However, now you have the problem that arbitrary IO is expressible as part of a game action, which makes it harder to implement things like state tracking, replay, undo, and especially testing.

While thinking about this problem this morning, I came up with the following way to use existential types to split the game from its actions:

-- p is the type of prompts
-- r is the result type
data Prompt p r = forall a. Prompt (p a) (a -> r)
newtype Game a = Game (Either a (Prompt GamePrompt (Game a)))

So, Game t either immediately gives you a t to use, or gives you a prompt you need to reply to in order to continue the computation. Intuitively, I think this is related to the Continuation monad, but I'm not sure.

Now, a simple use of Prompt would be something like the following:

Prompt [1,3,5] (+1) :: Prompt [] Int

Code that sees this can't extract the values from the list, because they don't know the internal type of the list, but you could use it to implement something that randomly chooses:
chooseRandomly ::  RandomGen -> Prompt [] a -> (RandomGen, a)
chooseRandomly gen (Prompt xs f) = (gen', f x)
     where (gen', x) = choose gen xs

which uses the helper function choose :: RandomGen -> [a] -> (RandomGen, a)

This by itself is interesting and potentially useful, but where it really starts to shine is when the prompt type is a GADT:
-- a GamePrompt gives you the current game state,
-- which player needs to make a choice,
-- and a choice that player needs to make.
type GamePrompt a = (GameState, Player, GameChoice a)
data GameChoice a where
     Act :: GameChoice GamePiece -- what piece should act next
     Attack :: GamePiece -> GameChoice AttackType -- how should you attack?
     -- etc.

You can now define a prompting function:
prompt :: GameState -> Player -> GameChoice a -> Game a
prompt state who choice = Game $ Right $ Prompt (state,who,choice) $ \a -> Game $ Left a

and use it in the middle of game code:

turn :: GameState -> Player -> Game GameState
turn state who = do
-- ...
piece <- prompt state who Act
attackType <- prompt state who (Attack piece)
-- ...
return newState

Similarily, you can write a prompt handler which gets information from the user:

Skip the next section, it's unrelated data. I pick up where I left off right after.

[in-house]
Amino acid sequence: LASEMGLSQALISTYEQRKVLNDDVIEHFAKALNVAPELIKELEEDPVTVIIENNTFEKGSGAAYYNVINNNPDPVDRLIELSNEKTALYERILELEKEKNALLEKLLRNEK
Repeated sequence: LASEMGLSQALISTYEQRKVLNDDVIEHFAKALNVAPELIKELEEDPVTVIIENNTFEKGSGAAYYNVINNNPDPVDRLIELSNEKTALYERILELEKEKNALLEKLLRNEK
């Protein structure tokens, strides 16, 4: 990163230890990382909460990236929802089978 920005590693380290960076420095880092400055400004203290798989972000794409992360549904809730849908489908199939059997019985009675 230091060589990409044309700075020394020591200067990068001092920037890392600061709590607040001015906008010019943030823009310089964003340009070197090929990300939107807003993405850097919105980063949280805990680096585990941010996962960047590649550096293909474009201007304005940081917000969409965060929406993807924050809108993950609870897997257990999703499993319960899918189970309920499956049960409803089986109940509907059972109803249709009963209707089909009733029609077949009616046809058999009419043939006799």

promptHandler :: GamePrompt a -> IO a
promptHandler (state, who, Act) = pickPiece state who
promptHandler (state, who, AttackType piece) = attackMenu state who piece
-- etc.

The neat thing about this is that on the right side of promptHandler, you know what type you need to return, since it's forced by the type of the GADT. What this means is that pickPiece can have the specialized type GameState -> Player -> IO GamePiece; it's no longer returning a generalized IO a (which is very difficult), but a specific type of object.

Now, in order to finish computing the GameState using promptHandler, you need to be in the IO monad, but there's nothing about the game that requires this! You could just as easily have a pure AI player promptHandlerAI :: GamePrompt a -> a

To tie it all together, you need a viewer function that gets the final result:

runGame :: (forall b. GamePrompt b -> IO b) -> Game a -> IO a
runGame _ (Game (Left result)) = return result
runGame f (Game (Right (Prompt prompt next))) = do
    action <- f prompt
    runGame f (next action)

runGameAI :: (forall b. GamePrompt b -> b) -> Game a -> a
runGameAI _ (Game (Left result)) = result
runGameAI f (Game (Right (Prompt prompt next))) = runGameAI f (next (f prompt))

Finally, to use any of this we need a Monad implementation for Game:
instance Monad Game where
    return a = Game (Left a)
    Game (Left a) >>= f = f a
    Game (Right (Prompt p fp)) >>= f = Game (Right (Prompt p next))
       where next x = fp x >>= f
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ICFP programming contest [29 May 2007|07:00pm]
I've been playing with the 2006 ICFP Programming Contest task. You have to write a virtual machine to the specifications given in the task, then use it to run the "codex" provided, which decompresses itself into another program. You then run that program on your VM and play around in the simulated "UMIX" OS. Pretty impressive work by the contest team, in my opinion.

You start out by logging into the guest account where you have access to a BASIC compiler (with a twist) and some broken sample code which the last guest apparently was using to try to hack the other passwords on the machine. As you work your way through the tasks, you get "publications" which are nonsense strings which you collect for points.

My favorite so far is the "2d" programming language in ohmega's account. Here's the given example, "plus.2d". The "plus" module adds the numbers supplied as its north and west inputs, where zero is represented as Inr () and x+1 is represented as Inl x. The test in main calculates 2+3.

       :plus                          |                                    :
       :  *==================*        |                                    :
       -->!send [(W,S),(W,E)]!--------#--------------------+               :
       :  *==================*        |                    |               :
       :         |                    |                    |               :
       :         |                    v                    v               :
       :         |                 *==============*    *============*      :
       :         |                 !case N of S, E!--->!send [(N,E)]!-------